However, you’ll have to place the barbell on the floor, which makes for a trickier setup when trying to load the weight on your lap.
3) Hip thrust bar connected.
Now we’re getting somewhere!
Some squat racks and power cages come with their own hip thrust bench/bars—for example, the Rogue Monster Hip Thruster bench/bar—that you can connect to facilitate hip thrusts without needing to use a bench.
You’ll still have to place the barbell on the ground, but at least you’ve got a solid, stable platform for hip thrusts.
4) Safety bars installed.
I’m going to go ahead and call this the “ideal” setup for hip thrusts using a squat rack.
With this setup, you’ve got the loaded barbell resting on the safety bars, which are set up to the right height so that you can easily get under them to un-rack the weight.
You’ve also got a hip thrust bench/bar or a weight bench securely emplaced and pressed against the squat rack’s posts so it can’t slide anywhere.
The safety bars serve as both the rack and the depth gauge—all you have to do is stop lowering before the barbell hits the safety bar!
How to Do Hip Thrusts with a Squat Rack (at Home)
For home gyms, there are quite a few options for how you can set up to do hip thrusts properly and safely.
Below are two quick photos of how we do hip thrusts at home.
These examples are by no means exhaustive, and there are plenty of different configurations you can use depending on the equipment you have and how tall/short you are.
Here are the two most common ways that my wife and I (and our spotter Beau, who is fantastic at licking forehead sweat) do hip thrusts with our power rack at home:
In the example above, I’m solely using the squat rack as a support for my bench.
I’ve pushed the bench even further back and used the safety arms to hold the barbell off of the ground as well, but this particular rack isn’t bolted down, so I prefer to play it conservatively when loading safety arms outside of the rack.
The crash pads–the Bells of Steel Lifting Pads–allow me to sneak my legs under the barbell.
In this example, set up for my wife who is shorter, she can slide under the barbell and use the catches on the front of the rack as a launching point.
The perks of using the rack–and more specifically, the safety catches–in this instance are that you can load and unload plates quickly and easily as the barbell is elevated off the ground.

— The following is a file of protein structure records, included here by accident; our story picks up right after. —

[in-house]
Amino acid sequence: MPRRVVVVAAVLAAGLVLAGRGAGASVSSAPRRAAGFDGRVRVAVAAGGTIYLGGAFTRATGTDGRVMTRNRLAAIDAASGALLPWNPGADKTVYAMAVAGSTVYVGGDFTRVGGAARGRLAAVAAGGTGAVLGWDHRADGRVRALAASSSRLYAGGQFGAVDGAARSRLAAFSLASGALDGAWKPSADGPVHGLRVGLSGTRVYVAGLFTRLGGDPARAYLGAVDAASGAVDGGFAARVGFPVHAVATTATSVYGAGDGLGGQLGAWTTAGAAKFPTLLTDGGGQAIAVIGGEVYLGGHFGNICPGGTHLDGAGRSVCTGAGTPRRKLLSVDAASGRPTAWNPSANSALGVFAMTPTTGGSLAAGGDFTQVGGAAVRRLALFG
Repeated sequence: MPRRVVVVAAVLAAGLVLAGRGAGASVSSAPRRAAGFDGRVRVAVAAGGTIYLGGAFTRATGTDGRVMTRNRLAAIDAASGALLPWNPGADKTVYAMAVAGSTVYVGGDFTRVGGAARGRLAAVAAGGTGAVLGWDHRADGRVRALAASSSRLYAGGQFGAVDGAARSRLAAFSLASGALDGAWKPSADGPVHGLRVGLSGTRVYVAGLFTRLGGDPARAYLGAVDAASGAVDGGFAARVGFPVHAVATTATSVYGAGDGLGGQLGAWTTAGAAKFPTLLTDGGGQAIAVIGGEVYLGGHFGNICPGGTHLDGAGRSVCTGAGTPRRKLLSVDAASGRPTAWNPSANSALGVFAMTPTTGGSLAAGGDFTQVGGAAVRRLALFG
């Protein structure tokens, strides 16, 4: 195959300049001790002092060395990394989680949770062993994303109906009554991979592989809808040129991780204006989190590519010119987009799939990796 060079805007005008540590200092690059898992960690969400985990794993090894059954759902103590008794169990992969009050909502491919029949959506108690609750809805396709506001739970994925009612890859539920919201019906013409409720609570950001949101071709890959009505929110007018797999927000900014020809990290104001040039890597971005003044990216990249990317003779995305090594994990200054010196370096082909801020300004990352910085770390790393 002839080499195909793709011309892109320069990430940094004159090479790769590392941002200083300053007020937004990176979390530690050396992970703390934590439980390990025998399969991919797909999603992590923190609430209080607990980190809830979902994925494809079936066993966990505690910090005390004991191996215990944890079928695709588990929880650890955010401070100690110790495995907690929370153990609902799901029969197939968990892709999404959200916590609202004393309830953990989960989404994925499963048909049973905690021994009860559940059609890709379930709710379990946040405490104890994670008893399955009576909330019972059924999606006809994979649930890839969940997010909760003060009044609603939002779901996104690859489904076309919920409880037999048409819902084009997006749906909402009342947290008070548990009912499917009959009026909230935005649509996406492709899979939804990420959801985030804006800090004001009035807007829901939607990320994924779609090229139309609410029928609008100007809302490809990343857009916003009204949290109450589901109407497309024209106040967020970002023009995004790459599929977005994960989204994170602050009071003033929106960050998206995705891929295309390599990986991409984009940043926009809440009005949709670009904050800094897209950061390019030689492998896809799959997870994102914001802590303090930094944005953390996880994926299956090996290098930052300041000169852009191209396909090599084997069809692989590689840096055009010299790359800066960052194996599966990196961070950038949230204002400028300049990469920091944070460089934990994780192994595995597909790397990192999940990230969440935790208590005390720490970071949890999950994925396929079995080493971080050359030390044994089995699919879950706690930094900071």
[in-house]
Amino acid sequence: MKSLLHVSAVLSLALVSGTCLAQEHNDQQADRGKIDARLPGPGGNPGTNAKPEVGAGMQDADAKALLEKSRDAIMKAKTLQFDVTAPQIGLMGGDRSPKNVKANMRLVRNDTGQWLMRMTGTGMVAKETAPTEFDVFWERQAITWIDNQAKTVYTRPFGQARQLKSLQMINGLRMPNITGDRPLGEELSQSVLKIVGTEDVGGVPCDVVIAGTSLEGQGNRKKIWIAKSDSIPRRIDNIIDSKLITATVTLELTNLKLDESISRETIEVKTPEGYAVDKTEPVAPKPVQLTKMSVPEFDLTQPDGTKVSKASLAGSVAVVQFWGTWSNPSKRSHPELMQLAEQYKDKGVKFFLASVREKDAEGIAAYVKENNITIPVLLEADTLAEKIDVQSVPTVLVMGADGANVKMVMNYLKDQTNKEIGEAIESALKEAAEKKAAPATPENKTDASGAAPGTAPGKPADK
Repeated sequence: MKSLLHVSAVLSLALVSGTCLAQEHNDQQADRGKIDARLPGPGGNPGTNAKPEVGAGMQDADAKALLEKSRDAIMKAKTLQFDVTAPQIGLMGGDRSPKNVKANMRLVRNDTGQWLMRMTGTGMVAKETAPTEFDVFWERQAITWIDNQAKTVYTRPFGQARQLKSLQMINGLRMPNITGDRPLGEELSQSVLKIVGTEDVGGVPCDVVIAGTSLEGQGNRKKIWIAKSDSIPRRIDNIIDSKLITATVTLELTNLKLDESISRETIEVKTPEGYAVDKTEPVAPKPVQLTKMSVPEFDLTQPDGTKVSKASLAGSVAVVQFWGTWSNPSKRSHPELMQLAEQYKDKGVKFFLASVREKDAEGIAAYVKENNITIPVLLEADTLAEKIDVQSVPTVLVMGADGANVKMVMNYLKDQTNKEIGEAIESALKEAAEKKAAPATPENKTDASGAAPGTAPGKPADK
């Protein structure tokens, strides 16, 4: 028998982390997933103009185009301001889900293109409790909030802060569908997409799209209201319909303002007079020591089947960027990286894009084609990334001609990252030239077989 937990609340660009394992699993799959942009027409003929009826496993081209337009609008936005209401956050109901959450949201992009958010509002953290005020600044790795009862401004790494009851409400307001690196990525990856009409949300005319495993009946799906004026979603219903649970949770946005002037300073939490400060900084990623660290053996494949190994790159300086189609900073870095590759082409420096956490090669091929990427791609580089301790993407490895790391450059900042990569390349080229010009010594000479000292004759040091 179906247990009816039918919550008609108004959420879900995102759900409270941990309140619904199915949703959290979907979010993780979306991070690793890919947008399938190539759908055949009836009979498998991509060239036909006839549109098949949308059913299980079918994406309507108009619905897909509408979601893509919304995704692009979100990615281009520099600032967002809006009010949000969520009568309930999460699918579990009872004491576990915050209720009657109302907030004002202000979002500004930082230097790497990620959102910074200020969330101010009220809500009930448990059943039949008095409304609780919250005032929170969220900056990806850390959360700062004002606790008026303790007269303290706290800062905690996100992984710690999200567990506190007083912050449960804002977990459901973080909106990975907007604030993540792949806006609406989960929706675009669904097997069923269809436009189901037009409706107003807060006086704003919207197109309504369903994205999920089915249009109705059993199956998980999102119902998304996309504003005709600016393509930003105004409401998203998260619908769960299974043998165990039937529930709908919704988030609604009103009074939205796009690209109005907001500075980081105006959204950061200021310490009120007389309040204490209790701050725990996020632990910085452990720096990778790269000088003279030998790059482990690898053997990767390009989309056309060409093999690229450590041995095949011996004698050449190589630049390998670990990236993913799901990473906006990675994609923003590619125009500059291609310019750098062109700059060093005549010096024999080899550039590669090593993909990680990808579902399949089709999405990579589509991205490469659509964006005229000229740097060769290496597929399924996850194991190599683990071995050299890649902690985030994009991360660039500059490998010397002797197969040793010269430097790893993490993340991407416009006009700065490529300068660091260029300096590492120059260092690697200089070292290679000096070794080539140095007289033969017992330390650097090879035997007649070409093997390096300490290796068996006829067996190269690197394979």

The crash pads, serving as a hip thrust bench, are backed up against the cross-member, keeping them in place and reducing that pesky (and potentially dangerous) sliding off the bench.
How to Do Hip Thrusts Using a Squat Rack
Now that you’ve got the squat rack set up (using the above suggestions), it’s time to get lifting!
Here’s the step-by-step process for doing hip thrusts using a squat rack:
Step 1: Set up the weight. Load the barbell with your desired weight. Start off with a lighter load so you can focus on mastering the form and specific movements. Too much weight right off the bat will increase the risk of lower back injury.
Step 2: Set yourself up. Rest your upper back and shoulders against the bench, and roll the barbell (on the floor or safety bars) so it’s directly above your lap. Place the hip thruster pad in your lap beneath the barbell.
Step 3: Unrack the weight. Raise your hips off the ground and press the pad against the barbell. The weight should be resting in the crease of your hips. Use the power of your hips, glutes, and hamstrings to lift the weight off the rack.
Step 4: Thrust. Exhale explosively as you thrust your hips toward the sky. Lift until your torso forms a table, with a flat back and belly, your knees bent to a 90-degree angle.
Step 5: Lower. Lower slowly and control your descent to focus on the eccentric phase of the movement. Your core will engage along with your glutes, hamstrings, and hips. Inhale as you lower.
Step 6: Stop. Stop just before the barbell makes contact with the safety bar, or just before your butt touches the floor. Pause at the bottom for a 1-count, then thrust upward again. Repeat as desired.
Squat Racks and Hip Thrusts — FAQs
Should I do hip thrusts or squats first?
Squats are the bigger lift, recruiting larger muscles and utilizing more energy.
You should always start your workout with the big lifts, then incorporate the smaller lifts (smaller muscles, less energy expended) at the end.
Because the CNS demand is significantly greater with squats, I’d highly recommend doing them first when you are still fresh and can really pile-drive energy and focus into some big numbers.
What other machines can I use for hip thrusts?
Hip thrusts can be trained in a variety of ways, using a range of resistance tools. Resistance bands and dumbbell hip thrusts are popular.
There are dedicated machines for hip thrusts as well as other machines at the gym you can use to do hip thrusts in a controlled manner, including:
- Hip thrust machine. This is a machine specifically designed for the hip thrusting movement, using a bench connected to bars you can load with weight. There are also some glute drives on the market, but they are mostly found in commercial gyms.
- Leg extension machine. Although designed for leg extensions, you can adjust the arm and the leg roller so that it acts as a de-facto glute drive. Slid under the roller, use the seat pad as a back rest, and off you go.
- Smith machine. The Smith machine is essentially a barbell secured to a sliding rail, so you can easily set it up for hip thrusts.
The Bottom Line
Hip thrusts are one of the best exercises to include in your Leg Day workout.
Because the glutes and hamstrings are antagonists to the quads, it’s imperative that you train them in order to build the strength necessary to support your quads on the bigger, heavier lifts like squats and lunges.
Using the power rack at the local gym or in your garage gym is a great way to increase your ability to perform this exercise properly and safely, ensuring that you are spending the most time possible chasing those big booty gains!